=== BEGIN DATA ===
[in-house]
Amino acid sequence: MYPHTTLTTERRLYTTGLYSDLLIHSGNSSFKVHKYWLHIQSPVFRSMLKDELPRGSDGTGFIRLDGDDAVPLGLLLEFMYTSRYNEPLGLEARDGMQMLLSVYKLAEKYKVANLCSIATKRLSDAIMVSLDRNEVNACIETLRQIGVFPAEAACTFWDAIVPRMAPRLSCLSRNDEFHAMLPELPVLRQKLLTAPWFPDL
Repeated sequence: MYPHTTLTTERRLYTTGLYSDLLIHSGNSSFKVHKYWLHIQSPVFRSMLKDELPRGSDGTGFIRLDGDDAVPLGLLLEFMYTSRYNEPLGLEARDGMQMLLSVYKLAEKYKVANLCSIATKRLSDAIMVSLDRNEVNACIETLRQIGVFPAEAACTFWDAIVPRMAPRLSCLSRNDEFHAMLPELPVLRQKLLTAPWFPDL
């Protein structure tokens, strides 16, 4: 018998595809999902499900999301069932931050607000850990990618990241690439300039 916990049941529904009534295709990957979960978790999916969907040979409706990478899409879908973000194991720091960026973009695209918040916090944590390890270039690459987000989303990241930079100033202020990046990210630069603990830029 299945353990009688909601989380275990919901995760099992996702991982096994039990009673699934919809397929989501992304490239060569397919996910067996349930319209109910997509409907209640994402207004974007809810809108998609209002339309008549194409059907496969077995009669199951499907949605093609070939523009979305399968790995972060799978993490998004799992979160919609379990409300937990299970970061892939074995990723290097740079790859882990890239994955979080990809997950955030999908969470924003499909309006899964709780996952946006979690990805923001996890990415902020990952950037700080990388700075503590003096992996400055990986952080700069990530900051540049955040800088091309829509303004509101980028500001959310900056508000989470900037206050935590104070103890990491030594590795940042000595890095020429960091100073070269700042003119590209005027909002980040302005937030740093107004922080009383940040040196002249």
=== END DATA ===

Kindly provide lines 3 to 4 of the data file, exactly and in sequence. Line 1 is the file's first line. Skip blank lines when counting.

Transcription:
Repeated sequence: MYPHTTLTTERRLYTTGLYSDLLIHSGNSSFKVHKYWLHIQSPVFRSMLKDELPRGSDGTGFIRLDGDDAVPLGLLLEFMYTSRYNEPLGLEARDGMQMLLSVYKLAEKYKVANLCSIATKRLSDAIMVSLDRNEVNACIETLRQIGVFPAEAACTFWDAIVPRMAPRLSCLSRNDEFHAMLPELPVLRQKLLTAPWFPDL
């Protein structure tokens, strides 16, 4: 018998595809999902499900999301069932931050607000850990990618990241690439300039 916990049941529904009534295709990957979960978790999916969907040979409706990478899409879908973000194991720091960026973009695209918040916090944590390890270039690459987000989303990241930079100033202020990046990210630069603990830029 299945353990009688909601989380275990919901995760099992996702991982096994039990009673699934919809397929989501992304490239060569397919996910067996349930319209109910997509409907209640994402207004974007809810809108998609209002339309008549194409059907496969077995009669199951499907949605093609070939523009979305399968790995972060799978993490998004799992979160919609379990409300937990299970970061892939074995990723290097740079790859882990890239994955979080990809997950955030999908969470924003499909309006899964709780996952946006979690990805923001996890990415902020990952950037700080990388700075503590003096992996400055990986952080700069990530900051540049955040800088091309829509303004509101980028500001959310900056508000989470900037206050935590104070103890990491030594590795940042000595890095020429960091100073070269700042003119590209005027909002980040302005937030740093107004922080009383940040040196002249």